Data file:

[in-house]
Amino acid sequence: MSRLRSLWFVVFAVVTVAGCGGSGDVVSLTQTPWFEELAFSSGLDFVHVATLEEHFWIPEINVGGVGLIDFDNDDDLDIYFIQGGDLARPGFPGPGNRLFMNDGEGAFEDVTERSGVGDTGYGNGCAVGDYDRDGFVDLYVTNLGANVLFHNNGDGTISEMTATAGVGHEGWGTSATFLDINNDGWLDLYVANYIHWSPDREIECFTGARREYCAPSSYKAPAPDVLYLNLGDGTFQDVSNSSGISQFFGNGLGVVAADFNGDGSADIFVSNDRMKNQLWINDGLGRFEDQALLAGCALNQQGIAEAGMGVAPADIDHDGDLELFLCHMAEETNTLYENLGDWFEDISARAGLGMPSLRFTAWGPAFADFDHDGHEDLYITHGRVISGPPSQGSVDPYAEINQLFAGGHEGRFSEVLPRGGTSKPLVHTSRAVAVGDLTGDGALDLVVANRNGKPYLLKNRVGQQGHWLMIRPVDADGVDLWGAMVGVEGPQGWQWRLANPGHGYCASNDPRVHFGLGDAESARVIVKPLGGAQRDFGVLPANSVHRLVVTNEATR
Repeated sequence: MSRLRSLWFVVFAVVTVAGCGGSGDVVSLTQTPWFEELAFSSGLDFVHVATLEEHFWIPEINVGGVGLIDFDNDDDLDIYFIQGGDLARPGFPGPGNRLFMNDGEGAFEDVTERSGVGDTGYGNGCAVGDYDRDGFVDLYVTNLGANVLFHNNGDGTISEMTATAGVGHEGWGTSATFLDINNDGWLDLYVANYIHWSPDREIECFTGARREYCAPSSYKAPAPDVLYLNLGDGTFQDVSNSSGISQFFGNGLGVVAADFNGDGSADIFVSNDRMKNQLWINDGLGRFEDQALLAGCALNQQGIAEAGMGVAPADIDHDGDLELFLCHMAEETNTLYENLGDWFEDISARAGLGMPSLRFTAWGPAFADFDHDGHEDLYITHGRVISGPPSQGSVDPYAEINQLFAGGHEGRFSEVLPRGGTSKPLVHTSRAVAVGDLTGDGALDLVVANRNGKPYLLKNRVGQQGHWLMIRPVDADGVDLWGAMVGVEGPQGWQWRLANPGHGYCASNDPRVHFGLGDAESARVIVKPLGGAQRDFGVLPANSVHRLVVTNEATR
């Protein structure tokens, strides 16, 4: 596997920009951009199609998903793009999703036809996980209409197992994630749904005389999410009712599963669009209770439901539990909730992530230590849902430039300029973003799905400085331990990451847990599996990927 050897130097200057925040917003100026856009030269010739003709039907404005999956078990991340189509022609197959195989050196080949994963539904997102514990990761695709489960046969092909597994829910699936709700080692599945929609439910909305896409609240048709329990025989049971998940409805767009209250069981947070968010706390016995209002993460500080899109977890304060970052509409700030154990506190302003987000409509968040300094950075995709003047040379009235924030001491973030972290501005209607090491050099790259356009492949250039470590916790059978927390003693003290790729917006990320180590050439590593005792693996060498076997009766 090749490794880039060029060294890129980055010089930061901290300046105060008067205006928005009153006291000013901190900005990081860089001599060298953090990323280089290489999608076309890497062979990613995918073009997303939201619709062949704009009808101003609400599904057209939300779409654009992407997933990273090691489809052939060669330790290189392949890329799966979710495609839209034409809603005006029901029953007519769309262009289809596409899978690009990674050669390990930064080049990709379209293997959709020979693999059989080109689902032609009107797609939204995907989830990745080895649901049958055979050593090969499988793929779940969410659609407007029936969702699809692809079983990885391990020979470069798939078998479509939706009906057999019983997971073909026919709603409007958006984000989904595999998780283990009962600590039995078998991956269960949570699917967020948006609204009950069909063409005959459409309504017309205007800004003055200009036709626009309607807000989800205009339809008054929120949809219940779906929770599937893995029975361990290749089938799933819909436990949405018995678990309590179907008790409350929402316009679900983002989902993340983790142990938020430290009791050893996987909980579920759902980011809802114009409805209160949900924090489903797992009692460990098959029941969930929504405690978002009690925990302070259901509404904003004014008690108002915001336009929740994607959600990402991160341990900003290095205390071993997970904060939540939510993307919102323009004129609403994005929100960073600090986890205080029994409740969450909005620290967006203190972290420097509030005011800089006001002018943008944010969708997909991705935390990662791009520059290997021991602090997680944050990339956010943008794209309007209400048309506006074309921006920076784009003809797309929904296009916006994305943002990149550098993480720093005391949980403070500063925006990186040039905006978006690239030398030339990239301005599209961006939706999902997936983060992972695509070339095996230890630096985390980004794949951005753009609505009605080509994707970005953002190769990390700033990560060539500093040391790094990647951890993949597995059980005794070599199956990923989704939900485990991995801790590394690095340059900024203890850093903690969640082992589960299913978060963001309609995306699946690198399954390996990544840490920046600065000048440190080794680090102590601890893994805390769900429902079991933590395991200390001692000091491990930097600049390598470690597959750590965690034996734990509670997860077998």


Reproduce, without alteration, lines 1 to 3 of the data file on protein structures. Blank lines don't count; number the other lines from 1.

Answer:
[in-house]
Amino acid sequence: MSRLRSLWFVVFAVVTVAGCGGSGDVVSLTQTPWFEELAFSSGLDFVHVATLEEHFWIPEINVGGVGLIDFDNDDDLDIYFIQGGDLARPGFPGPGNRLFMNDGEGAFEDVTERSGVGDTGYGNGCAVGDYDRDGFVDLYVTNLGANVLFHNNGDGTISEMTATAGVGHEGWGTSATFLDINNDGWLDLYVANYIHWSPDREIECFTGARREYCAPSSYKAPAPDVLYLNLGDGTFQDVSNSSGISQFFGNGLGVVAADFNGDGSADIFVSNDRMKNQLWINDGLGRFEDQALLAGCALNQQGIAEAGMGVAPADIDHDGDLELFLCHMAEETNTLYENLGDWFEDISARAGLGMPSLRFTAWGPAFADFDHDGHEDLYITHGRVISGPPSQGSVDPYAEINQLFAGGHEGRFSEVLPRGGTSKPLVHTSRAVAVGDLTGDGALDLVVANRNGKPYLLKNRVGQQGHWLMIRPVDADGVDLWGAMVGVEGPQGWQWRLANPGHGYCASNDPRVHFGLGDAESARVIVKPLGGAQRDFGVLPANSVHRLVVTNEATR
Repeated sequence: MSRLRSLWFVVFAVVTVAGCGGSGDVVSLTQTPWFEELAFSSGLDFVHVATLEEHFWIPEINVGGVGLIDFDNDDDLDIYFIQGGDLARPGFPGPGNRLFMNDGEGAFEDVTERSGVGDTGYGNGCAVGDYDRDGFVDLYVTNLGANVLFHNNGDGTISEMTATAGVGHEGWGTSATFLDINNDGWLDLYVANYIHWSPDREIECFTGARREYCAPSSYKAPAPDVLYLNLGDGTFQDVSNSSGISQFFGNGLGVVAADFNGDGSADIFVSNDRMKNQLWINDGLGRFEDQALLAGCALNQQGIAEAGMGVAPADIDHDGDLELFLCHMAEETNTLYENLGDWFEDISARAGLGMPSLRFTAWGPAFADFDHDGHEDLYITHGRVISGPPSQGSVDPYAEINQLFAGGHEGRFSEVLPRGGTSKPLVHTSRAVAVGDLTGDGALDLVVANRNGKPYLLKNRVGQQGHWLMIRPVDADGVDLWGAMVGVEGPQGWQWRLANPGHGYCASNDPRVHFGLGDAESARVIVKPLGGAQRDFGVLPANSVHRLVVTNEATR